He may be Sally’s angelic miracle,
But Edmund’s sense is totally empirical.
Perhaps ‘empirical’ is not the word.
It smacks too much of dead philosophy.
And ‘sainted’ is not something that is heard
These days, and brings us to theosophy.
Though ‘holy fool’ is something that’s occurred
To us. We’re truly at a loss. If he
Be taught at all young Sally Quicklake must
Enlist the help of friends that she can trust.
She has a teacher friend who’d understand
The turn that Sally’s life’s been wont to take.
A visit for that afternoon is planned
Until then Sal has other plans to make.
For Edmund has no wardrobe, none to hand,
How Sally longs to shop, but can’t forsake
Her changeling child. To visit an outfitter
She’ll have to find herself a babysitter.
Who can she trust? There is but one sound man.
She is aware he’s on a different road,
But something whispers to her that she can
Entrust the boy-child to a man who’s showed
That Edmund is a loved one, of a clan,
A family, adherents to a code.
In for a penny? She’s in for a pound.
(We’ve added for inflation. All seems sound.)
She calls up Royal, they arrange a time.
He has, he says, to attend to some chores,
Undoubtedly connected with some crime
Or other. Insubstantial thing like laws
Were, as the Yankees say, nickel and dime
To men of Mullins’ ilk. Now, Sally, pause.
You have to understand, my girl, alack.
You’ve crossed a bright line; there’s no coming back.
Now Sally has some other fish to fry.
Why always fish? Does anybody know?
But here it’s apt, she’s realised by and by
That Edmund has been there a day, and so
He must be fed and watered and – Oh my!
And bathed as well. She can’t help feel a glow
Of warm anticipation at the thought
Of doing what she really didn’t ought.
Still Edmund sits, a princeling on a throne,
Not bored, distracted, not in any mood.
Just clear-eyed, slightly smiling, made of stone
Yet warm and breathing. Let it be construed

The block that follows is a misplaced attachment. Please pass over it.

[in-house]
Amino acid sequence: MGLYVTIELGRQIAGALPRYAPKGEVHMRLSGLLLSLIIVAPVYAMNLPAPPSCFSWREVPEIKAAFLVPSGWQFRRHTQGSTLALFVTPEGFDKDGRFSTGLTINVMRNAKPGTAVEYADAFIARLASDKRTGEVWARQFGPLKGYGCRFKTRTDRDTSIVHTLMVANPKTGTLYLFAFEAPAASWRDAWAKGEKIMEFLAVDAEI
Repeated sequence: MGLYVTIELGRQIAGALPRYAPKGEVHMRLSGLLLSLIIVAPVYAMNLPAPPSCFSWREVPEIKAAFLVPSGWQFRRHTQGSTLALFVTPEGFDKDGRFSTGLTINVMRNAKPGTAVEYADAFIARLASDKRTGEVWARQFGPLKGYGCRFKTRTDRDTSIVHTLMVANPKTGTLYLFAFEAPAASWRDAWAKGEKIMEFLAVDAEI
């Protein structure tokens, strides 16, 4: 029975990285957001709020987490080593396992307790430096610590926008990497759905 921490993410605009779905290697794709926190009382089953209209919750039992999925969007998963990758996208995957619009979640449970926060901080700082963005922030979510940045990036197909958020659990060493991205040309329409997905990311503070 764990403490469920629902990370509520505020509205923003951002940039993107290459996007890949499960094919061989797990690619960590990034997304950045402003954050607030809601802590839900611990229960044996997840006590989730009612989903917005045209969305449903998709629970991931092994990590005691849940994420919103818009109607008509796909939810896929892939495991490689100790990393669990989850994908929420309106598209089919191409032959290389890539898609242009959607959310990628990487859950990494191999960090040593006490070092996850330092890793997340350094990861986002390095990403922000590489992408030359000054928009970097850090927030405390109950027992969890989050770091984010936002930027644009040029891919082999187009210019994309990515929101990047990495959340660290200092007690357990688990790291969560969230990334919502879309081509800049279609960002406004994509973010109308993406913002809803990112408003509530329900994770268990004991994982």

He’s on the mend, at least in flesh and bone.
As Sally makes some light and wholesome food,
She wonders what’s inside that pretty head.
The body lives; might not the mind be dead?
Now Edmund’s sat at table, knife and fork
And spoon laid out as Sally serves the meal.
A hearty omelette filled with grated pork.
Ice-cream to follow. Why now does she feel
She feeds a child? Parental urges talk
Of her unborn. But this child is for real.
Then Edmund speaks, his voice a little hoarse.
‘D’you think that I might have tomato sauce?’
That’s it. The dam breaks. Sally throws her arms
Around his neck, all tears and sobs and kisses.
She feels life’s bracelet now replete with charms,
As though she were completed now, and this is
Her sweet reward for all those false alarms
Each time that Cupid shoots his bow and misses.
And Edmund’s puzzled look’s in comic vein.
He thinks that he might ask for sauce again.
So there is something in the Tuppence mind.
And something stirs the deeps behind the face.
And what was it St. Augustine opined?
The memory’s a place as yet no place.
And what if Edmund’s past life come untwined?
We know his alter ego’s a disgrace.
Oh, Sally. Though you are a force for good,
Do not get lost in the enchanted wood.
But Sally is encouraged now to speak.
Does Edmund like ice-cream? Oh yes, he beams.
What day comes after Tuesday in the week?
That’s Wednesday, Ed replies, and now he seems
As priceless to our girl as pearls antique,
As diadems lain plundered from her dreams.
And as a tear of joy escapes her eye,
So Edmund tilts his head and says, ‘don’t cry’.
And we have overstayed our welcome. Now
We’ll take our leave of love and lovers both.
We’ve seen strange things, that nature will allow
A metamorphosis that may be loath
To ever right itself. It asks us how
The future’s web will spin itself, in troth.
For Royal Mullins’ tread is one the stair.
And, just one step behind him, fate is there.
He enters. He is carrying a case.
He kisses Sally, tousles Edmund’s hair.
He still looks grave, something about his face
Tells Sally to be cheery but beware.
A place for everything, for each a place.
He sets his baggage, sombre, on a chair.
What cargo dread is in RM’s portmanteau?
You’ll find the answer in the coming canto...
Mark Gullick is a philosophy PhD from London, England, who went on holiday to Costa Rica four years ago and forgot to go home. He now works there as a musician. He blogs at